My toddler has cavities! But why?
We have almost all had a cavity at sometime, but why do some get more than others?
Here is some information and a few tips to help keep your child cavity free:
- Cavities, also called caries or “sugar bugs” by pediatric dentists, are caused by The most likely culprit is the bacteria known as streptococcus mutans.
- The “sugar bugs” need sugar in order to make cavities. So the less sugar your child eats or drinks, the lower risk your child has of getting a cavity.
- Carbohydrates also break down into sugars! So even if you child has a relatively low sugar diet, frequent snacks high in carbohydrates provide “sugar bugs” a food source they can use to make cavities.
Prevent Toddler Cavities
- Oral hygiene plays a large role in caries risk. The cleaner you keep the mouth, the better! Regular flossing is needed to clean in between teeth that are touching!
- Another important tool available to reduce risk of cavities is fluoride. Fluoride helps strengthen the tooth and makes it harder for the bacteria to form cavities!
- Saliva also helps protect teeth. It contains salivary mucins that help prevent bacteria from attaching to teeth.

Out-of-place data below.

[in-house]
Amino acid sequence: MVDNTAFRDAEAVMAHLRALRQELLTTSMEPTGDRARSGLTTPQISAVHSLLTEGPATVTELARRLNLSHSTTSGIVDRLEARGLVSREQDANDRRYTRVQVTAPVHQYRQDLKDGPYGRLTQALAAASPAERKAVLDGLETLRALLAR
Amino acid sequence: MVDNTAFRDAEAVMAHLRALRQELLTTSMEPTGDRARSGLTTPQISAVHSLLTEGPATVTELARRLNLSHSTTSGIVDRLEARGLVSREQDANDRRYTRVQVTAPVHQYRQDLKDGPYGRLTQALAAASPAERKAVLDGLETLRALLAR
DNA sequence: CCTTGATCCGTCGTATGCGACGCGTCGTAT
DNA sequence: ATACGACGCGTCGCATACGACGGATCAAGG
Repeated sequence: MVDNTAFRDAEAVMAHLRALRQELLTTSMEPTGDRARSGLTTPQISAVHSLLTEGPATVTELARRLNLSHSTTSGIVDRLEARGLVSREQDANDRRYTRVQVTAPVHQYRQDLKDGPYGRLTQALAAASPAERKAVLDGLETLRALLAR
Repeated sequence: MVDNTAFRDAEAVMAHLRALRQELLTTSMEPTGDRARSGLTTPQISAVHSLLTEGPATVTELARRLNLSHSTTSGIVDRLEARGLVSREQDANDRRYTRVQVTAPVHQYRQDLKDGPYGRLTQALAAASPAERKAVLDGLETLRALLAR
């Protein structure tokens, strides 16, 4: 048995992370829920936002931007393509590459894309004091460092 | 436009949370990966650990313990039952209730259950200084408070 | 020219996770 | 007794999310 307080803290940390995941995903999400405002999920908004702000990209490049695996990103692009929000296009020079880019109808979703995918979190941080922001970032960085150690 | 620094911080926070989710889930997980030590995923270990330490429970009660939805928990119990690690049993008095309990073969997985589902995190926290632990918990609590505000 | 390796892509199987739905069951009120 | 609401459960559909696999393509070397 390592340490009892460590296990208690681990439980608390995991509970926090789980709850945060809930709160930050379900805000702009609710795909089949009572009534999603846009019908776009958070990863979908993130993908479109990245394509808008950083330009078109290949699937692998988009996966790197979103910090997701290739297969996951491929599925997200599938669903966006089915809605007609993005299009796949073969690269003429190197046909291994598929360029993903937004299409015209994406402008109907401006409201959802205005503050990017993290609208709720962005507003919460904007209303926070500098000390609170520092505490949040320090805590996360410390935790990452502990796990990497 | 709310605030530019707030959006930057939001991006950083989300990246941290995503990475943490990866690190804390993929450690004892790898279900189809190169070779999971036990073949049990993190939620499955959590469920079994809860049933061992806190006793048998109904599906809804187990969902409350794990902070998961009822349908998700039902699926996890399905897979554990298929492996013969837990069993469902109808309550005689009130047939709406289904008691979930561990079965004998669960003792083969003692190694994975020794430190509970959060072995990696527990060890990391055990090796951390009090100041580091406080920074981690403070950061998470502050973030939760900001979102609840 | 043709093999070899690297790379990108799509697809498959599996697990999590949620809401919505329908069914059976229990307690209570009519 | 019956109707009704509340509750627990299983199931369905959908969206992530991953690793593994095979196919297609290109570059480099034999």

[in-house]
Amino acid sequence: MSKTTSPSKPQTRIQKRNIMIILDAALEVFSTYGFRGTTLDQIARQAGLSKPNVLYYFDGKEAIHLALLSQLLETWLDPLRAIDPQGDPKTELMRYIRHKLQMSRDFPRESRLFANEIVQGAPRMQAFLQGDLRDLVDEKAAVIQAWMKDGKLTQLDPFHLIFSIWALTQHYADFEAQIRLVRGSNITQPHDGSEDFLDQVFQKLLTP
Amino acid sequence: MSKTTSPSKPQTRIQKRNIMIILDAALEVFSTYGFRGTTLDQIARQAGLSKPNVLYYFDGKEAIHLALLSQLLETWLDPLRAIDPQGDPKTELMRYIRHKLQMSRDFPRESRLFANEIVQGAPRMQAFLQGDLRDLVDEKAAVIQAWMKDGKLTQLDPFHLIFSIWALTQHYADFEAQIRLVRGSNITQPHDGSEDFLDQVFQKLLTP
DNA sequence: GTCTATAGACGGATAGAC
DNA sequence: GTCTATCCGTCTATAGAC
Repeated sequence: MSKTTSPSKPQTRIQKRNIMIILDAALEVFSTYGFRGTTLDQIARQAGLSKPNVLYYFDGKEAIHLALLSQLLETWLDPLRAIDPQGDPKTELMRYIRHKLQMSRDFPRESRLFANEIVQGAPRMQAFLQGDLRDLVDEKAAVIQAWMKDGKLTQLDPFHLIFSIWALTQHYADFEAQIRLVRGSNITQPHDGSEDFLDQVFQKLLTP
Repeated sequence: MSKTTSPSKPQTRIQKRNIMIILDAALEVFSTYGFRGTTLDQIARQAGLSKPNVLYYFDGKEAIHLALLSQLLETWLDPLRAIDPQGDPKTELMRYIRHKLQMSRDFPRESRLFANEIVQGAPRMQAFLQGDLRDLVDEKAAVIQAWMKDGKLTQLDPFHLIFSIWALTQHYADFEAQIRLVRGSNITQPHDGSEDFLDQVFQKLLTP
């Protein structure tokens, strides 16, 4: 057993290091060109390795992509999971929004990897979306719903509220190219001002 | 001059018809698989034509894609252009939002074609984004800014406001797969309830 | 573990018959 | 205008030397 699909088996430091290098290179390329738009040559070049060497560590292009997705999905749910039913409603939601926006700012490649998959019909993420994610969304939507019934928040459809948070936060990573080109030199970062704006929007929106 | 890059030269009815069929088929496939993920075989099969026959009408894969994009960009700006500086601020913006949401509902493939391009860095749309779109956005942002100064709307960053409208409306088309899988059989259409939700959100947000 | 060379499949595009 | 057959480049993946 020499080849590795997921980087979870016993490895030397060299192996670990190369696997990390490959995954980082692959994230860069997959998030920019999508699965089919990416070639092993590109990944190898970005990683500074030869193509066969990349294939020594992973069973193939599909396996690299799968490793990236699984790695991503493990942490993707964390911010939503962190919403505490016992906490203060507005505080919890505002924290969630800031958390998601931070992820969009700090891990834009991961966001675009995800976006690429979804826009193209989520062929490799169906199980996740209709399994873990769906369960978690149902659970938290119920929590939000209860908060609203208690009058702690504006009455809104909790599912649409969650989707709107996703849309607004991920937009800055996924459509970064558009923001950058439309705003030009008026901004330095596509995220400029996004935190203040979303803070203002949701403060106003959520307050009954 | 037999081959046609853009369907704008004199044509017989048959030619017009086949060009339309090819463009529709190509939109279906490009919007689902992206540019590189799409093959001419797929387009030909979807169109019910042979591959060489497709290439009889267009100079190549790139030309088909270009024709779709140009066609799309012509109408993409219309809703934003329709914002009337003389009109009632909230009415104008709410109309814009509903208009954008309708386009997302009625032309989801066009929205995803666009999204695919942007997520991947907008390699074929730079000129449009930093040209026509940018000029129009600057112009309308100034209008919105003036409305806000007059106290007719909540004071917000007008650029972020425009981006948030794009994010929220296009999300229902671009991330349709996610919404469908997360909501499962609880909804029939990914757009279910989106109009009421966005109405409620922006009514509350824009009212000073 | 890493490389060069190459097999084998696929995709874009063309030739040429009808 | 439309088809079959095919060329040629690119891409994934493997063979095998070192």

- If your child is a mouth breather or on certain medications that reduce salivary flow, he/she may have a dry mouth. This means their saliva is not as protective and has reduced ability to prevent caries. Drinking water throughout the day and/or chewing xylitol gum can increase mouth moisture. Xylitol is a sugar that cannot be metabolized by oral bacteria so it does not contribute to caries risk.
- Additionally, everyone makes less saliva when they are sleeping which increases the risk for caries if teeth are dirty during the night! To help prevent cavities, make sure your child’s teeth are brushed and flossed before they go to bed!
By reducing dietary sugars, following a consistent oral hygiene schedule, and using fluoridated toothpaste, you can greatly reduce the risk of your child getting cavities!
Dr. Easte Warnick received a degree in Geology from the University of Nevada Las Vegas in 2001. After working as a geologist for Los Alamos National Laboratory and Bechtel SAIC, she returned to school and completed dental training at the University of the Pacific Arthur A. Dugoni School of Dentistry in 2012.